Sometimes Being THE Family Historian is Dangerous!


Being THE family historian can sometimes be a lonely job, a frustrating hobby, often a very rewarding endeavor, but rarely, if ever, dangerous.

Well today I faced danger – not the life threatening kind of danger but the people disappointing or hurting kind.

Leave it to Facebook. Most of the time, for me at least, Facebook has been incredibly helpful in tracking down possible cousins.  In fact several of my most rewarding finds of living relatives have been as a result of diligent searching on that site.

But a couple of days ago, I got a “Friend” request from someone I did not know and I had no clue why she requested a “friend” connection.  And it wasn’t one that was obviously spam.

But I was reviewing my Facebook messages this morning – and lo and behold – there was  a message from her. It was a short message, but in it she stated that one of my cousins was her father, and the father never married her mother, etc. etc. They apparently met at a nightclub and the rest was history.

Now the dilemma – If I was truly interested in logging in my database every person that had a known and substantial DNA relationship with myself and my family – I would respond to her, get the facts as she knows them – with dates and mother’s full name, etc.

But I am not going to do that. Why – because apparently she had tried to connect with her “father” and was denied the connection. Now my cousin is a fantastic fellow and not one to shirk his “duties” but apparently he does not wish to explore this connection and that is his right. I emailed my cousin, let him know of the attempted connection and left it at that.

So maybe – having every little detail isn’t so important.

What do you think?  What would you do?

Join the Conversation


  1. I had a similar issue on Ancestry. For me the decision was easier as most involved had passed. I met a wonderful person who simple wanted to know what someone looked like and perhaps someone who didn’t judge the circumstances of birth.
    If the parent had been alive I would have he’d them be the deciding individual.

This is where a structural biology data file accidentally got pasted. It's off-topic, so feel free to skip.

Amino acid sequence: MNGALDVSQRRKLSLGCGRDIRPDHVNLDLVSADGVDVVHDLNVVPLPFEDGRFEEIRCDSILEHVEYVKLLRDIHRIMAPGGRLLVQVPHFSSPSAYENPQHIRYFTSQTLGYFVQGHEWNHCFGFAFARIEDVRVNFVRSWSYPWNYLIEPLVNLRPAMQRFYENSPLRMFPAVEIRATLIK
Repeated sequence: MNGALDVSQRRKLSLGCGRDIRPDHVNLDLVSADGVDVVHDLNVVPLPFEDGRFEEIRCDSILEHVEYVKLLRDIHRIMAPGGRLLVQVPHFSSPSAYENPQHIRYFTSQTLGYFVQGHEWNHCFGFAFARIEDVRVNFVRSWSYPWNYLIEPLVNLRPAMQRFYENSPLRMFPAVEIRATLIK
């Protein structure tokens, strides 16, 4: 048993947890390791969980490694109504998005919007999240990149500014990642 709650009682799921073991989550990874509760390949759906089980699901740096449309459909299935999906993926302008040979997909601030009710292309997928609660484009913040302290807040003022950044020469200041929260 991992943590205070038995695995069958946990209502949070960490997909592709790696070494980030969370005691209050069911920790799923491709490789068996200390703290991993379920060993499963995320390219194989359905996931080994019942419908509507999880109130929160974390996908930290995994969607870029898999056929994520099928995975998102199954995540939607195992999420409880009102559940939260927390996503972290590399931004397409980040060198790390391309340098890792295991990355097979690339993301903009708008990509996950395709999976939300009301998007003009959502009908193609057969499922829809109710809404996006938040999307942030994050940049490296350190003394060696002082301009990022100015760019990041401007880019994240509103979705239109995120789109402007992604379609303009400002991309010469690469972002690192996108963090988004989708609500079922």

1. Cindy,
      Thanks for responding. It is indeed tricky, but in my case it was an easy decision to respect the desires of the relationship that I had already.

  2. I feel as though you’ve done the correct thing. These are living individuals with a right to privacy. You have respected the presumed father’s choice not to engage. While the presumed daughter’s story may be accurate as she knows it, without DNA, it remains a story which could prove false.
    I would however, write up a quick research report. Note the story, individuals involved and contact information. File it away. 10 years from now, the parties involved may be glad you did.

    1. Thanks Rorey for your thoughts. I don’t agree regarding the research report however. My cousin has indicated his wishes, therefore I will not keep any documentation. This is a personal matter in my view, not a genealogy matter, for which I have no interest or obligation to record for posterity. Although it might be an interesting tidbit in the biography of my cousin, it has no bearing on discovering my ancestors.

      1. Kenneth, I certainly understand your point of view. I also appreciate the respect and deference you show your cousin. My suggestion was based on personal experience in which that long ago note stuffed in a file, with contact information, made a difference for someone. Best wishes.

  3. I think you did the right thing. I recently had someone contact me who was in the same situation. She had tried to reach out to her bio father and bio grandparents but they did not want communication from her.
    She only contacted me after they had died. She saw my blog and asked me for information. We have connected as cousins and friends and have been able to share a lot of information.
    If the parties involved had still been alive, I would have done as you did.
    Interestingly, she had discovered several half siblings before contacting me. They have embraced her with open arms!

  4. It depends if you think your purpose as family historian is recording the facts for future generations or not. You can respond to the message letting the recipient know your feelings the exact same way you’ve let the world know via a blog and ask if she’d care to be recorded as a member of the family for history or not

    1. I will have to respectively disagree. There is no proof of the assertion of fatherhood or the birth, which one would need if one were to document it as fact. It has nothing to do with my purpose as a family historian.
      And my first priority is to my living relatives and their desires. But thank you for your input.

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